To gain insight into biochemical processes that result in omeprazole interactions with proteins, we studied the effects of the PPI on casein, a protein that lacks cysteine. Over prolonged periods of time, there was a continuous increase in interactions between omeprazole and casein that did not plateau (Fig 5A).


Fig 5. Time and temperature dependent omeprazole-protein complex formation.

(A) Incubation of 1mM omeprazole with non-cysteine containing protein, casein, at 65˚C indicates a time dependent (0.5, 1, 5, 10, 15, 30, 45, 60, 75, 90, and 120 minute points) increase in omeprazole-casein complex which was recognized by the antibody. (B) Omeprazole (1mM) reaction with purified proteins, casein, TSP1, KLH, for 2hr at 4, 22, 37, and 65˚C show that there is increased complex formation with increased temperature. Note that the lowest molecular weight TSP1 band reacted with the antibody without omeprazole, representing a non-specific reaction; higher molecular weight bands are specific for omeprazole treatment. There is higher molecular weight oligomer formation with both the time and temperature dependent studies; baseline state (●) and omeprazole-dependent higher molecular weight states (׀) are marked. Oligomerization was especially pronounced in TSP1. There was no reducing agent in sample loading buffer, and samples were not boiled. Protein molecular masses are as follows: for casein (monomer at 27kD), TSP1 (baseline multimer >250kD), and KLH (monomer at >250kD). 5C3 antibody (1:50 dilution) was used for the detection of the samples.


The temperature dependence of omeprazole interactions with purified proteins was investigated in Fig 5B. Each of the proteins showed increases in complex formation with progressively elevated temperatures. Incubation at 65˚C, which is expected to result in denaturation of protein, caused the highest amount of complex formation. For all three proteins, we found that omeprazole incubation resulted in the appearance of Ome-protein species with increased apparent molecular weight. This was particularly true for TSP1, which was completely shifted to high molecular weight complexes at 65˚C.

Ability of other PPIs to form protein complexes

A number of other PPIs have been developed since the introduction of omeprazole. These compounds are structurally similar to omeprazole (a substituted benzimidazole; [25]) and are thought to act in a similar mechanism via disulfide bond formation with the H+/K+ ATPase. When 293 cell lysates were treated with a set of PPIs and probed by Western blots with omeprazole-protein antibodies, we observed multiple bands in samples treated with tenatoprazole and, to a lesser degree, rabeprazole (Fig 6). Complexes were observed using at least two independent monoclonal antibodies. These studies show that monoclonal antibodies to omeprazole complexed to protein cross react with other PPI-protein complexes and demonstrate that PPIs besides omeprazole share the ability to interact with multiple proteins and to form detergent-resistant complexes.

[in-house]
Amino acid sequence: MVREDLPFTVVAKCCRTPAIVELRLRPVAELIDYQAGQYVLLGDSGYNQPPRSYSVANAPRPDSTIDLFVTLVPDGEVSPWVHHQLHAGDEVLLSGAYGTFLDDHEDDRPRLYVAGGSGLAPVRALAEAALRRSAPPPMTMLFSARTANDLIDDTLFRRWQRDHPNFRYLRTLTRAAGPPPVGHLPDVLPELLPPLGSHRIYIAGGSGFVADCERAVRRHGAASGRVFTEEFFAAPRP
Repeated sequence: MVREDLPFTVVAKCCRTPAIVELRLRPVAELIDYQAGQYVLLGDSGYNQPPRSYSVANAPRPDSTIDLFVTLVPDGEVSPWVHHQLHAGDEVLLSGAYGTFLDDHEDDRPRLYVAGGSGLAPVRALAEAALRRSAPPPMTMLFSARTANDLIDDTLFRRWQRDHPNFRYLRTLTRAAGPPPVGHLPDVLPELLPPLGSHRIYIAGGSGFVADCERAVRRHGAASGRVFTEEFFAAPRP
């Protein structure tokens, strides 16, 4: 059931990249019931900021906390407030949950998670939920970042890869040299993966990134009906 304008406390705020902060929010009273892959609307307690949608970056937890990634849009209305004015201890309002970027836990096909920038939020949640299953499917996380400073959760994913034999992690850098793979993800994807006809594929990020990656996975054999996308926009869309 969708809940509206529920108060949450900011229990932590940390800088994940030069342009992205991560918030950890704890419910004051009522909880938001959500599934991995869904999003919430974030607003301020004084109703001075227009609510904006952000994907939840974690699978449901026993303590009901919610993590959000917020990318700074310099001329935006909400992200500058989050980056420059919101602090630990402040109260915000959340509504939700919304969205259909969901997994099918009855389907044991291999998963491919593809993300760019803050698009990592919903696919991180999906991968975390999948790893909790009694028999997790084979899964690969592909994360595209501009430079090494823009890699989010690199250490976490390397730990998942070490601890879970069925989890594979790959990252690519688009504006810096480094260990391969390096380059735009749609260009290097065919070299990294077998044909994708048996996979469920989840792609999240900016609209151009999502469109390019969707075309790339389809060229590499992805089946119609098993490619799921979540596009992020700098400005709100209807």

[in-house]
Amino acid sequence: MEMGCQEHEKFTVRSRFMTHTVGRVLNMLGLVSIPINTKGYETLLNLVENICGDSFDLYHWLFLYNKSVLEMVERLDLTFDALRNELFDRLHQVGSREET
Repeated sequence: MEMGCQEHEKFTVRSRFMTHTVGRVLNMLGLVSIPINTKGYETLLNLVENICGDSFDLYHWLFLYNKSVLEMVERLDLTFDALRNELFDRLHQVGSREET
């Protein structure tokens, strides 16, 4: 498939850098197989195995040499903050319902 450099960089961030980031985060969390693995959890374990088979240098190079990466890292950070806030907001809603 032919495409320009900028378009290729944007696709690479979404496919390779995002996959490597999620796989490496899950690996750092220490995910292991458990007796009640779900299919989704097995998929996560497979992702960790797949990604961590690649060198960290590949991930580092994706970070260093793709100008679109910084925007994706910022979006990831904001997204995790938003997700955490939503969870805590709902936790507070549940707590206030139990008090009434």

Fig 6. Formation of PPI-protein complexes involving tenatoprazole and rabeprazole.

(A) HEK293 cell lysates treated with different PPIs, (O = Omeprazole, R = Rabeprazole, L = Lansoprazole, T = Tenatoprazole, P = Pantoprazole) 1mM at 37°C for 2 hours, shows the formation of PPI-protein complexes which were recognized by the omeprazole antibody. Tenatoprazole cross reacted the most with omeprazole antibody, followed by rabeprazole. Samples contain no reducing agent and boiled for 3 minutes. (B) A comparison of PPI structures show structural similarities of compounds tested in (A) to omeprazole.



The original intent of the study was to generate probes to identify sulfhydryl groups after covalent reaction with PPIs. Because PPIs react via a sulfenic acid intermediate to sulfhydryl cysteines in proton pumps [4], we reasoned that the new monoclonal antibodies could be used to map and quantify selective cysteines in their reduced state in specific proteins. However, these antibodies revealed that the range of proteins that react with PPI is broader than expected and that the mechanisms of binding extend beyond cysteine reactivity. In summary, these antibodies demonstrate two novel properties of omeprazole: 1) omeprazole appears to bind to many proteins and induces protein oligomerization; and 2) omeprazole binding to proteins occurs through both cysteine and non-cysteine dependent interactions and is largely independent of pH.

Binding of omeprazole to multiple proteins